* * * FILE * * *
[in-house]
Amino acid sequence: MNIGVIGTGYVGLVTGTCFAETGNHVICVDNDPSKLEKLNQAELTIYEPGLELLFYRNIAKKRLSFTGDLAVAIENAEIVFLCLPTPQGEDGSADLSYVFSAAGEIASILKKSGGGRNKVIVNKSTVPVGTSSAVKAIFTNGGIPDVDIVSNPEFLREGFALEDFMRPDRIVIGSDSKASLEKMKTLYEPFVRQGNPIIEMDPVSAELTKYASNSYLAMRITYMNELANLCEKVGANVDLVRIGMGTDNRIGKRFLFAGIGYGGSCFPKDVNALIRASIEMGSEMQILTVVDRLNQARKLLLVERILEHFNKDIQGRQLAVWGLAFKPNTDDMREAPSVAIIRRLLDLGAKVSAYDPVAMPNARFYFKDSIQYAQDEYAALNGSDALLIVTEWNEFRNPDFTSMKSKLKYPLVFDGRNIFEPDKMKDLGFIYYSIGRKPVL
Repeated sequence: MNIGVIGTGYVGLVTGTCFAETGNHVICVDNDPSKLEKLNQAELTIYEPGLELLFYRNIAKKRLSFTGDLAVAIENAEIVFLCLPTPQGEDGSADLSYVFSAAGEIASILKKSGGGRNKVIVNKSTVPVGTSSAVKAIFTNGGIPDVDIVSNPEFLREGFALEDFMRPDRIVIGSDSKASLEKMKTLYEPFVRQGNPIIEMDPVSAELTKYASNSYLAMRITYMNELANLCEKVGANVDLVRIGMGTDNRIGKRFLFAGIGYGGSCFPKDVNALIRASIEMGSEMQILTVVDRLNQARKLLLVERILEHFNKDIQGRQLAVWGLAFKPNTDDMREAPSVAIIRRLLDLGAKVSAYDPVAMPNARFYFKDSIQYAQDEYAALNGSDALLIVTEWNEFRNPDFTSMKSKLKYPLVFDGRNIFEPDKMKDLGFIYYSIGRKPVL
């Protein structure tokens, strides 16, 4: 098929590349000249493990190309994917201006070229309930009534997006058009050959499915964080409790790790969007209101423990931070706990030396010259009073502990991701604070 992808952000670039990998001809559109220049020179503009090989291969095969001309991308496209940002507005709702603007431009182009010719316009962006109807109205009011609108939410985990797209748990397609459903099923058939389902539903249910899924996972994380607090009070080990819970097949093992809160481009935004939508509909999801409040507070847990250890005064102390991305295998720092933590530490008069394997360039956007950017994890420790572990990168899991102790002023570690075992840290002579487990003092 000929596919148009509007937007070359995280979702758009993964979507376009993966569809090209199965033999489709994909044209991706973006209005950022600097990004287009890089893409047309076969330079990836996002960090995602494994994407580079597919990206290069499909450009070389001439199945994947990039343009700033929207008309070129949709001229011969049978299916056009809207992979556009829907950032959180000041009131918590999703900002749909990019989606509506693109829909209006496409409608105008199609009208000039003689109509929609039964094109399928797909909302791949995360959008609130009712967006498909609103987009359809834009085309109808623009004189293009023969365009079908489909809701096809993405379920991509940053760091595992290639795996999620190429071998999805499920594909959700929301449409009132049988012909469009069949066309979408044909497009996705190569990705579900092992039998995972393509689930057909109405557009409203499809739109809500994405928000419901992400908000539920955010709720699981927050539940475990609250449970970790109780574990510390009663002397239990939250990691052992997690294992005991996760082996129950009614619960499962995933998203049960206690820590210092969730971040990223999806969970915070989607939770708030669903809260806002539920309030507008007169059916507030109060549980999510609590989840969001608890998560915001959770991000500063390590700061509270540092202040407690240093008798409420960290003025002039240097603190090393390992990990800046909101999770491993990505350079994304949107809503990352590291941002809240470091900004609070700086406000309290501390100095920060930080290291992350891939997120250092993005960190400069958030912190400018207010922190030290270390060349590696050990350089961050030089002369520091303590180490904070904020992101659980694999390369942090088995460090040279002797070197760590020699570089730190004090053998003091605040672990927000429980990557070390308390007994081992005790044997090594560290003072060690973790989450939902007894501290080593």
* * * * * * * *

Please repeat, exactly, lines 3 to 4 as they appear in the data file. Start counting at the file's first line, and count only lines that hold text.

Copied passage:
Repeated sequence: MNIGVIGTGYVGLVTGTCFAETGNHVICVDNDPSKLEKLNQAELTIYEPGLELLFYRNIAKKRLSFTGDLAVAIENAEIVFLCLPTPQGEDGSADLSYVFSAAGEIASILKKSGGGRNKVIVNKSTVPVGTSSAVKAIFTNGGIPDVDIVSNPEFLREGFALEDFMRPDRIVIGSDSKASLEKMKTLYEPFVRQGNPIIEMDPVSAELTKYASNSYLAMRITYMNELANLCEKVGANVDLVRIGMGTDNRIGKRFLFAGIGYGGSCFPKDVNALIRASIEMGSEMQILTVVDRLNQARKLLLVERILEHFNKDIQGRQLAVWGLAFKPNTDDMREAPSVAIIRRLLDLGAKVSAYDPVAMPNARFYFKDSIQYAQDEYAALNGSDALLIVTEWNEFRNPDFTSMKSKLKYPLVFDGRNIFEPDKMKDLGFIYYSIGRKPVL
């Protein structure tokens, strides 16, 4: 098929590349000249493990190309994917201006070229309930009534997006058009050959499915964080409790790790969007209101423990931070706990030396010259009073502990991701604070 992808952000670039990998001809559109220049020179503009090989291969095969001309991308496209940002507005709702603007431009182009010719316009962006109807109205009011609108939410985990797209748990397609459903099923058939389902539903249910899924996972994380607090009070080990819970097949093992809160481009935004939508509909999801409040507070847990250890005064102390991305295998720092933590530490008069394997360039956007950017994890420790572990990168899991102790002023570690075992840290002579487990003092 000929596919148009509007937007070359995280979702758009993964979507376009993966569809090209199965033999489709994909044209991706973006209005950022600097990004287009890089893409047309076969330079990836996002960090995602494994994407580079597919990206290069499909450009070389001439199945994947990039343009700033929207008309070129949709001229011969049978299916056009809207992979556009829907950032959180000041009131918590999703900002749909990019989606509506693109829909209006496409409608105008199609009208000039003689109509929609039964094109399928797909909302791949995360959008609130009712967006498909609103987009359809834009085309109808623009004189293009023969365009079908489909809701096809993405379920991509940053760091595992290639795996999620190429071998999805499920594909959700929301449409009132049988012909469009069949066309979408044909497009996705190569990705579900092992039998995972393509689930057909109405557009409203499809739109809500994405928000419901992400908000539920955010709720699981927050539940475990609250449970970790109780574990510390009663002397239990939250990691052992997690294992005991996760082996129950009614619960499962995933998203049960206690820590210092969730971040990223999806969970915070989607939770708030669903809260806002539920309030507008007169059916507030109060549980999510609590989840969001608890998560915001959770991000500063390590700061509270540092202040407690240093008798409420960290003025002039240097603190090393390992990990800046909101999770491993990505350079994304949107809503990352590291941002809240470091900004609070700086406000309290501390100095920060930080290291992350891939997120250092993005960190400069958030912190400018207010922190030290270390060349590696050990350089961050030089002369520091303590180490904070904020992101659980694999390369942090088995460090040279002797070197760590020699570089730190004090053998003091605040672990927000429980990557070390308390007994081992005790044997090594560290003072060690973790989450939902007894501290080593």